Objection One: Not natural for people to possess external things

May 25, 2015

Latest Thinking, Philosophy of Rights, Political Philosophy, Private Property Rights

We consider here Aquinas’s proposed first objection to the idea that humans naturally possess external things. His objection comes from the fact that if everything belongs to God, how can humans take possession?
This is the continuation of my discussion of Aquinas on private property rights. ST II-II, 66, 1
The Full Text
Prologue / Beginning
Article 1
Objection 1 (current post)
Objection 2
Objection 3
Aquinas’s Answer, Part I
Aquinas’s Answer, Part II. Aquinas, Aristotle and the Naturalness of Sustenance
Reply to Objections

Aquinas just posed the question, “Whether it is natural for man to possess external things?” He now raises an objection to the question, which he will refute.

Objection 1: It would seem that it is not natural for man to possess external things. For no man should ascribe to himself that which is God’s. Now the dominion over all creatures is proper to God, according to Ps. 23:1, “The earth is the Lord’s,” etc. Therefore it is not natural for man to possess external things.

My commentary:

Before Aquinas suggests that the possession of external things is natural, he begins by considering a series of objections. This approach is his standard style of arguing throughout Summa Theologiae. First, he poses a question to which the answer is “yes.” And then before explaining why the answer is “yes,” he considers the objections that would suggest the answer is “no.” That is what he is doing here.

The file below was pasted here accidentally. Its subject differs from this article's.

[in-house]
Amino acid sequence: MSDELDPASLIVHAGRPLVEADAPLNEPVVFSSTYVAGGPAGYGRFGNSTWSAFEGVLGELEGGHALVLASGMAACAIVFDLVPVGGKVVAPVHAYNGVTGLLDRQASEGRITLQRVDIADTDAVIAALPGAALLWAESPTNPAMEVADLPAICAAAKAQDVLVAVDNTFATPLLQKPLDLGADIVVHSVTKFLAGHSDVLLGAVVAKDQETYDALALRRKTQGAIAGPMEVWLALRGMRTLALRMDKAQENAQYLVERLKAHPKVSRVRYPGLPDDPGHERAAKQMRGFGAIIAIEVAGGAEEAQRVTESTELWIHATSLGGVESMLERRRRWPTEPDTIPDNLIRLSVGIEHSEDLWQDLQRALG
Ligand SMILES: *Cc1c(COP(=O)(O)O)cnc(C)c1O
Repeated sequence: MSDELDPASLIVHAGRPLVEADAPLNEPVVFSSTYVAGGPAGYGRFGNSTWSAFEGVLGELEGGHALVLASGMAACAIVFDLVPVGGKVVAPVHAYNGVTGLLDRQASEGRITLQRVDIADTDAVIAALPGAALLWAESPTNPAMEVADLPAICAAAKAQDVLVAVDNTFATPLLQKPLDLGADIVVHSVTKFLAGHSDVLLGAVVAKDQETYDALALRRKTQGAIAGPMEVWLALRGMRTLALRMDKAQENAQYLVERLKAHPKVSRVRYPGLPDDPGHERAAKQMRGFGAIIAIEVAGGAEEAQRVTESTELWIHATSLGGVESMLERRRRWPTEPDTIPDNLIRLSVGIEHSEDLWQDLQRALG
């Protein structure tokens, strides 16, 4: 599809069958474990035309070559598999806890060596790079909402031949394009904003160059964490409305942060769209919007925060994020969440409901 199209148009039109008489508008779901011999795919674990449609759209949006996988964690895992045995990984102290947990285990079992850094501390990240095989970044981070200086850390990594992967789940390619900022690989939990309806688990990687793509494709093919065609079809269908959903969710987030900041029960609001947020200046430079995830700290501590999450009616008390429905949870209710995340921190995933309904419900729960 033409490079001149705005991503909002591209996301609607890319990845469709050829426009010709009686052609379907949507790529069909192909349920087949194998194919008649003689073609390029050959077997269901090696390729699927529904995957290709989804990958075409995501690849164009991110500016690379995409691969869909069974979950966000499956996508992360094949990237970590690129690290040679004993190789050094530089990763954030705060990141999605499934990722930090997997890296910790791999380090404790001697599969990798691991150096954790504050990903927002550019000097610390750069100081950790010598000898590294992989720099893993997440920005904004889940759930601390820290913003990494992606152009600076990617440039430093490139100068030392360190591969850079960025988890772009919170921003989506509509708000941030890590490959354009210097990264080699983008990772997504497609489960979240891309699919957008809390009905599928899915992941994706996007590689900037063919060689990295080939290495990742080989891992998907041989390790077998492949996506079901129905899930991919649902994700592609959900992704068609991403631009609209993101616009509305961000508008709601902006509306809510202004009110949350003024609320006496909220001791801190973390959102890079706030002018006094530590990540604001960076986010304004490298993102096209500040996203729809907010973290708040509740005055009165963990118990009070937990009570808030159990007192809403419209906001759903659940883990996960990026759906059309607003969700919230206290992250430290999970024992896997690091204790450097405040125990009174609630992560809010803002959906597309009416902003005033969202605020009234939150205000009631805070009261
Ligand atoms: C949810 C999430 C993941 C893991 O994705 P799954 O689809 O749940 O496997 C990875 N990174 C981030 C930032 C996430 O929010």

In this case, the first objection comes from Scripture itself. “How,” he asks, “can it natural for men to possess things if everything belongs to God?” After all, Psalm 23:1 which alludes to the Creation says that “The earth is the Lord’s.” (In some Psalters, this quote comes from Psalm 24, if you are looking for it.) The full verse reads: “The earth is the Lord’s, and the fulness thereof; the world, and they that dwell therein. For he hath founded it upon the seas, and established it upon the floods.”

The Psalm suggests that the earth and its fullness “is” God’s because he established and created everything. The question that naturally arises then is this: If everything belongs to God, how can humans possess things from it? Wouldn’t doing so be taking or stealing from God? On what authority may they do so?

Aquinas will answer this question below and show how it is possible for everything to belong to God but still be appropriated or possessed by human beings. He must offer a framework that shows how both can be true,  if he is to assert that it is natural for humans to possess external things.

Continue to Objection 2


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